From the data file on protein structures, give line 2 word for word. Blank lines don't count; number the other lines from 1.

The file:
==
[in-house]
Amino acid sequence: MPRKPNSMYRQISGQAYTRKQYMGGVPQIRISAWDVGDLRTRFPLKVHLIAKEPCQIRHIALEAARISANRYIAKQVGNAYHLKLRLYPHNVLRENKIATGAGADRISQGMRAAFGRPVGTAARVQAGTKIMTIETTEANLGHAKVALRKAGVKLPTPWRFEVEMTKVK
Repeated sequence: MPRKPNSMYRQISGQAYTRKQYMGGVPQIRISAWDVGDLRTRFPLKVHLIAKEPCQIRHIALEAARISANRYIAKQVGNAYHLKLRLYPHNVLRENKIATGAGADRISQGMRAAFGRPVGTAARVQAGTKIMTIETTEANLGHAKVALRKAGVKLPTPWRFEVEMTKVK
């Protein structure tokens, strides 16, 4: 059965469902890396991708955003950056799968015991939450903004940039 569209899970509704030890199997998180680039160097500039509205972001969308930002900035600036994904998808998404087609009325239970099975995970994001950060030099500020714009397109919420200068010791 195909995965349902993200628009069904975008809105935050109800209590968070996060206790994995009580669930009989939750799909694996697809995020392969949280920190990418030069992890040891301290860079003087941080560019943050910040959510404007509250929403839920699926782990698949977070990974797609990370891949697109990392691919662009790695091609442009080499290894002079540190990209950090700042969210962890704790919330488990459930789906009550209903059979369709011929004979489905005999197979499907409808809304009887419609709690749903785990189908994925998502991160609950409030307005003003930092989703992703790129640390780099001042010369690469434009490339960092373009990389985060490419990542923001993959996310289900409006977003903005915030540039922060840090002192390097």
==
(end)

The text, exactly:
Amino acid sequence: MPRKPNSMYRQISGQAYTRKQYMGGVPQIRISAWDVGDLRTRFPLKVHLIAKEPCQIRHIALEAARISANRYIAKQVGNAYHLKLRLYPHNVLRENKIATGAGADRISQGMRAAFGRPVGTAARVQAGTKIMTIETTEANLGHAKVALRKAGVKLPTPWRFEVEMTKVK